In the spring of 1835 he moved to San Felipe de Austin and opened a drugstore. On May 4, 1835, he obtained a license to practice medicine in Texas. On July 17, as secretary for the Austin delegation, Stewart attended a meeting with representatives of Columbia and Mina to discuss the capture Antonio Tenorio's troops by William B. Travis's troops at Anahuac. On October 11 Stewart was elected secretary of the Permanent Council. On November 11 he was appointed by the General Council as enrollment clerk and secretary to the executive, thus becoming in effect the first Texas secretary of state. Stewart and Thomas Barnett were elected to represent Austin at the Convention of 1836. On March 2, 1836, Stewart signed the Texas Declaration of Independence. He moved to Montgomery in 1837, established a medical practice, and opened a drugstore. In 1839 he served on the committee appointed by the Third Congress of the republic to design a new state flag. Stewart is credited with drawing the original draft of the Lone Star flag. On March 5, 1840, he was appointed district attorney pro tem of Montgomery County, and President Mirabeau B. Lamar appointed him notary public on May 11, 1841. Stewart represented Montgomery County at the Constitutional Convention of 1845. He also represented Montgomery County in the First, Fourth, and Fourteenth legislatures. Stewart married Julia Sheppard in March 1835, and the couple had five children. After the death of his first wife he married Elizabeth Antoinette Nichols Boyd. They had two children, and he also adopted her two children from a previous marriage. Stewart died on July 2, 1885, and was buried in the Montgomery Cemetery. Source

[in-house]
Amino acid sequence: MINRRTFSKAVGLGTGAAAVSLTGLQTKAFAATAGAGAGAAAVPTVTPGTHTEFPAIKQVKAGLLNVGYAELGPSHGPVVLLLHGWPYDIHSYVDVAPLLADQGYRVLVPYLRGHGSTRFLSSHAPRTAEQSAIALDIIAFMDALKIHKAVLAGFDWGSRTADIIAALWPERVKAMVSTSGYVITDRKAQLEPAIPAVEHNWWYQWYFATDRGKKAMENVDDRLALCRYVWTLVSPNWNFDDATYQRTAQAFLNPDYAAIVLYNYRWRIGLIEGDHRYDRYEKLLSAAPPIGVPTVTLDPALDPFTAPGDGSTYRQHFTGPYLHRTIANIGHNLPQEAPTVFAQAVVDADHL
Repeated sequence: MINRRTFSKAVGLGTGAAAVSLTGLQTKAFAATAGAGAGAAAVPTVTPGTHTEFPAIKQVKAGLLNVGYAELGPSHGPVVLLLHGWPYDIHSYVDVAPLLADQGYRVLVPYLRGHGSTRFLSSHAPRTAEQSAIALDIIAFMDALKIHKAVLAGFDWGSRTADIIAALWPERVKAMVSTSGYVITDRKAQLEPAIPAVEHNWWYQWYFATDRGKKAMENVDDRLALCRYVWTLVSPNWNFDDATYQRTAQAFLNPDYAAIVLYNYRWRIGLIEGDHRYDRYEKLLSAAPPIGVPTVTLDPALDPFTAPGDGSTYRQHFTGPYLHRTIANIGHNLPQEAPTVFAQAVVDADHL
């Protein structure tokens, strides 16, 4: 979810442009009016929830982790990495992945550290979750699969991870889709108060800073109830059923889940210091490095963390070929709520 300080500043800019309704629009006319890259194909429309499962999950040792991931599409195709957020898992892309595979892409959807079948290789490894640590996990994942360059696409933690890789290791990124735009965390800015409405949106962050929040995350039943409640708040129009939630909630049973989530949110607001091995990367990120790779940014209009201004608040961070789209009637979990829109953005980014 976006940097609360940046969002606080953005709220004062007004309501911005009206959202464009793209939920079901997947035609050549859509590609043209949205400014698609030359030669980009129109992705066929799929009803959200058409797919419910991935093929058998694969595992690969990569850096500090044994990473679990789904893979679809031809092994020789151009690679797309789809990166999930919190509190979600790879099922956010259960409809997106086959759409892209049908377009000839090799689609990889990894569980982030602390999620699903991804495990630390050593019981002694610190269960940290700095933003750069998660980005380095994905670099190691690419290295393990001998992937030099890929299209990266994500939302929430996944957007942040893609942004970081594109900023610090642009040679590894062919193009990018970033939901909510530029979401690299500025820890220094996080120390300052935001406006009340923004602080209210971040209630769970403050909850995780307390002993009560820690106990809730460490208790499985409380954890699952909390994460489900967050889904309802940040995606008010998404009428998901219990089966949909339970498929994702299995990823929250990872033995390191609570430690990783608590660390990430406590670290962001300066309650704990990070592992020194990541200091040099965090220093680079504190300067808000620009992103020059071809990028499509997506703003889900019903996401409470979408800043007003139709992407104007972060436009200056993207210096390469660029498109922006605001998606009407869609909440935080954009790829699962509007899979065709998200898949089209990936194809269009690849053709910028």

Thomas Henry Borden, early settler, soldier, and inventor, son of Gail and Philadelphia (Wheeler) Borden, Sr., was born in Norwich, New York, on January 28, 1804. After a boyhood in New York, Kentucky, and Indiana, he joined Stephen F. Austin's colony in Texas in 1824 as one of the Old Three Hundred. In 1830 he was Austin's official surveyor, a post he later resigned in favor of his brother, Gail Borden, Jr. In 1833 T. H. Borden was farming near Tenoxtitlán, but by 1835 he had moved to Fort Bend. During November and December 1835 he participated with the Texas army in the Grass Fight and the siege of Bexar under Benjamin R. Milam. In October 1835 he helped Gail Borden and Joseph Baker found the Telegraph and Texas Register. He remained with that paper until March 14, 1837, when he sold his interest to Dr. Francis Moore, Jr. In October 1836 Borden helped lay out the city of Houston, and the following year he entered the real estate business in Columbia, sometimes in partnership with Erastus (Deaf) Smith and sometimes with Robert D. Johnson. He was active in founding the town of Richmond, and as late as 1873 still owned much land in Fort Bend and Brazoria counties. In 1840 Borden was living in Galveston, engaged principally in surveying and butchering. He constructed the first windmill on Galveston Island and ran it in combination with the first local gristmill. At his home the first Baptist church in Galveston was organized, on January 30, 1840. Like his brother Gail he had a gift for invention; he is sometimes credited with inventing the terraqueous machine often attributed to his brother. In Galveston he invented a steam gauge, or manometer, for use on river steamboats. In 1849 he moved to New Orleans, where he had an excellent business. According to tradition, he did not believe in the principle of patents; so other gauge manufacturers patented his product and eliminated him from competition. On June 4, 1829, Borden married Demis Woodword, who bore him two sons before her death in Houston on September 16, 1836. He married Louisa R. Graves of New York in 1838. Loss of his steam-gauge business, Civil War losses, and the protracted illness of his wife reduced Borden to comparative poverty in the late 1860s and necessitated his moving back to Galveston, where he died on March 16, 1877. Source